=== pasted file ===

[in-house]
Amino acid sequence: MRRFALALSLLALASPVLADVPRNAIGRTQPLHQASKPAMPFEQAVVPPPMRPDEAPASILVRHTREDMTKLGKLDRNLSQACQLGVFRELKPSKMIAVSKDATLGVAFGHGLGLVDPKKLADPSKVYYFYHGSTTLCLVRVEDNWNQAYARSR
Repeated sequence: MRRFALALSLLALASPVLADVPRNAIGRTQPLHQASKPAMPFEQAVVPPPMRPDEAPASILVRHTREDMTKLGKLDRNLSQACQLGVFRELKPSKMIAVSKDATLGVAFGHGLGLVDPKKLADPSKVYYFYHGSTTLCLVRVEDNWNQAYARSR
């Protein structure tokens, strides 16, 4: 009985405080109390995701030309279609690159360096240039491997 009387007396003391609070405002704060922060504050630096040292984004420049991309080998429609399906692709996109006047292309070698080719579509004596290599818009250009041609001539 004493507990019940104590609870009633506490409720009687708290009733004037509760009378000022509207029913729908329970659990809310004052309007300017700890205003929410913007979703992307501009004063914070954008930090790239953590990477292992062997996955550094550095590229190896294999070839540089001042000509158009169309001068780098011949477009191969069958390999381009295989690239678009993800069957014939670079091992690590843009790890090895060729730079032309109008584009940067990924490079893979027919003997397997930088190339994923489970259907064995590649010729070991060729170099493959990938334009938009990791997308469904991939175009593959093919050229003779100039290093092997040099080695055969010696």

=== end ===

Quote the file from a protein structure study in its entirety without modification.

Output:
[in-house]
Amino acid sequence: MRRFALALSLLALASPVLADVPRNAIGRTQPLHQASKPAMPFEQAVVPPPMRPDEAPASILVRHTREDMTKLGKLDRNLSQACQLGVFRELKPSKMIAVSKDATLGVAFGHGLGLVDPKKLADPSKVYYFYHGSTTLCLVRVEDNWNQAYARSR
Repeated sequence: MRRFALALSLLALASPVLADVPRNAIGRTQPLHQASKPAMPFEQAVVPPPMRPDEAPASILVRHTREDMTKLGKLDRNLSQACQLGVFRELKPSKMIAVSKDATLGVAFGHGLGLVDPKKLADPSKVYYFYHGSTTLCLVRVEDNWNQAYARSR
């Protein structure tokens, strides 16, 4: 009985405080109390995701030309279609690159360096240039491997 009387007396003391609070405002704060922060504050630096040292984004420049991309080998429609399906692709996109006047292309070698080719579509004596290599818009250009041609001539 004493507990019940104590609870009633506490409720009687708290009733004037509760009378000022509207029913729908329970659990809310004052309007300017700890205003929410913007979703992307501009004063914070954008930090790239953590990477292992062997996955550094550095590229190896294999070839540089001042000509158009169309001068780098011949477009191969069958390999381009295989690239678009993800069957014939670079091992690590843009790890090895060729730079032309109008584009940067990924490079893979027919003997397997930088190339994923489970259907064995590649010729070991060729170099493959990938334009938009990791997308469904991939175009593959093919050229003779100039290093092997040099080695055969010696």